you would go crazy at peace’s contemporary service if you saw how much we don’t take your advice
    sometimes I go crazy about it
    but despite our super-loud drummer and mispelled slides,
    we get some good worship going here
    like yesterday when we sang For the moments I feel faint without any powerpoint
    I think I was the only one who knew all the words – including the band

    but it wasn’t awkward or anything
    God was there – and we understood that I think
    the band was even smiling afterwards : ]

  11. 11 Russ January 17, 2008 at 12:02 pm

    Because our environment is so different than a lot of traditional, blended, and contemporary services, we don’t “measure” whether the Spirit showed up or not by anything connected to music, teaching, or the “service” (read program) of the day.

    Instead, we listen to people’s stories. You’ll know if God is moving in the lives of the people you serve if their stories reflect it. You’ll hear about life change. You’ll hear about joy and peace. You’ll hear about despair being exchanged for gladness, and sorrow for dancing.

    You won’t hear about perfection, but you will hear about an assurance – a confidence that God is indeed moving in people’s lives.

    To me that’s the best measuring stick we can use. Because when the song is sung, when the talk is talked, and when the party’s over, what matters is changed lives, not a good service.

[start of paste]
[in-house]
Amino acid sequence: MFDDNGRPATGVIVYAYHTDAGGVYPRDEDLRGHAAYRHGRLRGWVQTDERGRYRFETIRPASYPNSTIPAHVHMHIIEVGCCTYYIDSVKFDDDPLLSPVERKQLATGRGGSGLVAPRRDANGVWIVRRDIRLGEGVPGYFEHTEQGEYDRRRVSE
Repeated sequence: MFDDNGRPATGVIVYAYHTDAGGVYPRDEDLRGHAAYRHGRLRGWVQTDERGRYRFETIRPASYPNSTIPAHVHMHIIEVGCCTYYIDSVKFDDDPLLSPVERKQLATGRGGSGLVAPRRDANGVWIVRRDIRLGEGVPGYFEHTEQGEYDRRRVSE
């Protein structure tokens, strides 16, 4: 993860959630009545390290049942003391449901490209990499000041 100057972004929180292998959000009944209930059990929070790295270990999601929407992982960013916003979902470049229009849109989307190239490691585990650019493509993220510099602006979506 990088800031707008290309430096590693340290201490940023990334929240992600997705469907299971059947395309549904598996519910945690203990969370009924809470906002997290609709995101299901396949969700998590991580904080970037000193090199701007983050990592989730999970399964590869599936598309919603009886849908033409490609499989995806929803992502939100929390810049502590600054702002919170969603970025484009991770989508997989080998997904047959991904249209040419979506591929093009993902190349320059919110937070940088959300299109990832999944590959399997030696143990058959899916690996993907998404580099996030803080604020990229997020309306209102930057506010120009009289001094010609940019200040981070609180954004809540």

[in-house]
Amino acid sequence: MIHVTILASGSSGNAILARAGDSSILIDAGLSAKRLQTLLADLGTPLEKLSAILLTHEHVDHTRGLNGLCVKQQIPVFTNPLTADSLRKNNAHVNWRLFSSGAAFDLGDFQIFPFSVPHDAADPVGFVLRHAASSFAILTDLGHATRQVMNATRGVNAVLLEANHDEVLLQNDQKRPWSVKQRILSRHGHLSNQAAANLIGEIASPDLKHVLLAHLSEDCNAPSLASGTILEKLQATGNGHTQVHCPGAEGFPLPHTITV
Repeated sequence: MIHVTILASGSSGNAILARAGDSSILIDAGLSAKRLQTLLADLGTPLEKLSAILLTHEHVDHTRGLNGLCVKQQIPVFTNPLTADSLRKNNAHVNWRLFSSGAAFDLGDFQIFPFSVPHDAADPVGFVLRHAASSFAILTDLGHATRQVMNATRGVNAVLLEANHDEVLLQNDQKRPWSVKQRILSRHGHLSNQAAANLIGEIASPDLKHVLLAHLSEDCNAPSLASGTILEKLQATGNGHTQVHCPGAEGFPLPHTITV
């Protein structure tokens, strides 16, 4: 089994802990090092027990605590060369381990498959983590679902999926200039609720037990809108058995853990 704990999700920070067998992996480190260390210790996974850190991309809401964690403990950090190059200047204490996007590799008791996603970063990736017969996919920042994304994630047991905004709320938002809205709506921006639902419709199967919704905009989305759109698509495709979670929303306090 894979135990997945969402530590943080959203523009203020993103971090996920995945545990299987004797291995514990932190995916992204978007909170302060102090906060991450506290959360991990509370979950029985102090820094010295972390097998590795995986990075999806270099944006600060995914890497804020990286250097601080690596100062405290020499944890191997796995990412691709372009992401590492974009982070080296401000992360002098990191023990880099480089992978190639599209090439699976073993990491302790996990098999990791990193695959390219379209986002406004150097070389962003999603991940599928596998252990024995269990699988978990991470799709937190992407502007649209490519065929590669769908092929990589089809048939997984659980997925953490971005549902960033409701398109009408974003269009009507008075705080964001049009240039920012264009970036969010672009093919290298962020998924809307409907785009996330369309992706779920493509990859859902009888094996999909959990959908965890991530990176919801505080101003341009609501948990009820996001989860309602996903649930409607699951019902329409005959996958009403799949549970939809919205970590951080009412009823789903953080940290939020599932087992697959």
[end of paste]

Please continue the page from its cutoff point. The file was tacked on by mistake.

I love this post, Billy. I resonate with what you said about God’s presence versus God being present. The way I like to “visualize” that is the connection. God is ALWAYS moving towards humanity. He has been for all time, it’s when we turn towards Him and truly connect with what He is doing and saying that we experience what people sometimes call a “move of God” or His “presence”…

    God is always moving towards us, it’s me and you that get stuck.

    Keep the great posts coming!

  12. 12 Terry Foester January 21, 2008 at 8:46 am

    Hey, these are all great comments and a great post. I agree with Russ that people’s story is one of the better reflections how we measure the effects of the spirit moving.

    In reality the Holy Spirit cannot be measured. But I understand the point behind your question.

    It never fails that the weeks that seem the most “dead” to me are the weeks that people are often floored by the presence of the Spirit. It’s like we have an idea on how we think the Spirit wants to work, but we’re often wrong in the end. That’s the beauty of the faith.